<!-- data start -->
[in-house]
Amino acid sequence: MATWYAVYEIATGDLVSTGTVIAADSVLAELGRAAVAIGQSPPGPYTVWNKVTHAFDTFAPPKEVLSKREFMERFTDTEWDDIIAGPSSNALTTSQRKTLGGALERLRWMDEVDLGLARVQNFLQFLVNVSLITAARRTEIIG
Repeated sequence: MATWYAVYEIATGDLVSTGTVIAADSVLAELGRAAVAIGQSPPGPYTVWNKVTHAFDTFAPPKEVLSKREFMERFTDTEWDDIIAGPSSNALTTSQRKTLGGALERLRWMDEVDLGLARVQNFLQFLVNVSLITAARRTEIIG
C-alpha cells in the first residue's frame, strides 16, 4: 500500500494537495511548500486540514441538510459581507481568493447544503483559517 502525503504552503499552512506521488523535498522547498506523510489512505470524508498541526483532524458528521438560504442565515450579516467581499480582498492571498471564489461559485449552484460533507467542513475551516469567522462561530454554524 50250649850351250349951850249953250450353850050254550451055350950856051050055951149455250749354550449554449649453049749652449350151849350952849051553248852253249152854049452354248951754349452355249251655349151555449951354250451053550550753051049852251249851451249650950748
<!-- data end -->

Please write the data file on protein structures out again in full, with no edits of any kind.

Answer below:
[in-house]
Amino acid sequence: MATWYAVYEIATGDLVSTGTVIAADSVLAELGRAAVAIGQSPPGPYTVWNKVTHAFDTFAPPKEVLSKREFMERFTDTEWDDIIAGPSSNALTTSQRKTLGGALERLRWMDEVDLGLARVQNFLQFLVNVSLITAARRTEIIG
Repeated sequence: MATWYAVYEIATGDLVSTGTVIAADSVLAELGRAAVAIGQSPPGPYTVWNKVTHAFDTFAPPKEVLSKREFMERFTDTEWDDIIAGPSSNALTTSQRKTLGGALERLRWMDEVDLGLARVQNFLQFLVNVSLITAARRTEIIG
C-alpha cells in the first residue's frame, strides 16, 4: 500500500494537495511548500486540514441538510459581507481568493447544503483559517 502525503504552503499552512506521488523535498522547498506523510489512505470524508498541526483532524458528521438560504442565515450579516467581499480582498492571498471564489461559485449552484460533507467542513475551516469567522462561530454554524 50250649850351250349951850249953250450353850050254550451055350950856051050055951149455250749354550449554449649453049749652449350151849350952849051553248852253249152854049452354248951754349452355249251655349151555449951354250451053550550753051049852251249851451249650950748